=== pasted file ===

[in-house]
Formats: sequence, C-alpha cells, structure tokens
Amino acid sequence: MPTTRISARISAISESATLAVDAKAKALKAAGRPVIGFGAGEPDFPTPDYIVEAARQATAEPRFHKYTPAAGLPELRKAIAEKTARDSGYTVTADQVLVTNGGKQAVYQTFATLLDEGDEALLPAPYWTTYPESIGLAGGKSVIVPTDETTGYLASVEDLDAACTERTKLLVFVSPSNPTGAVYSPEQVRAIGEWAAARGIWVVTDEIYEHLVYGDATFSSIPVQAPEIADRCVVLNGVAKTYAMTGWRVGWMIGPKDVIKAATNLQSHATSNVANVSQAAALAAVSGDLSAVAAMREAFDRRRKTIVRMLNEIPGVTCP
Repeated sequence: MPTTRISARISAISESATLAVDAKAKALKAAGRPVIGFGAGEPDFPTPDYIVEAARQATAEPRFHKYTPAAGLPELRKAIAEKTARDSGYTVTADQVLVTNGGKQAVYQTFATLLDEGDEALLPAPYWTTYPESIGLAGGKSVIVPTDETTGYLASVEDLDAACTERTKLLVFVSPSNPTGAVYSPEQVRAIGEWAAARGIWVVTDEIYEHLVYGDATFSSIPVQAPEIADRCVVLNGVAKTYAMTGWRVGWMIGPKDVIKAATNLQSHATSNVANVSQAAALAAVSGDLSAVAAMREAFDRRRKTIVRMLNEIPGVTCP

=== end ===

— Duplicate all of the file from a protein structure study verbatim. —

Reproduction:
[in-house]
Formats: sequence, C-alpha cells, structure tokens
Amino acid sequence: MPTTRISARISAISESATLAVDAKAKALKAAGRPVIGFGAGEPDFPTPDYIVEAARQATAEPRFHKYTPAAGLPELRKAIAEKTARDSGYTVTADQVLVTNGGKQAVYQTFATLLDEGDEALLPAPYWTTYPESIGLAGGKSVIVPTDETTGYLASVEDLDAACTERTKLLVFVSPSNPTGAVYSPEQVRAIGEWAAARGIWVVTDEIYEHLVYGDATFSSIPVQAPEIADRCVVLNGVAKTYAMTGWRVGWMIGPKDVIKAATNLQSHATSNVANVSQAAALAAVSGDLSAVAAMREAFDRRRKTIVRMLNEIPGVTCP
Repeated sequence: MPTTRISARISAISESATLAVDAKAKALKAAGRPVIGFGAGEPDFPTPDYIVEAARQATAEPRFHKYTPAAGLPELRKAIAEKTARDSGYTVTADQVLVTNGGKQAVYQTFATLLDEGDEALLPAPYWTTYPESIGLAGGKSVIVPTDETTGYLASVEDLDAACTERTKLLVFVSPSNPTGAVYSPEQVRAIGEWAAARGIWVVTDEIYEHLVYGDATFSSIPVQAPEIADRCVVLNGVAKTYAMTGWRVGWMIGPKDVIKAATNLQSHATSNVANVSQAAALAAVSGDLSAVAAMREAFDRRRKTIVRMLNEIPGVTCP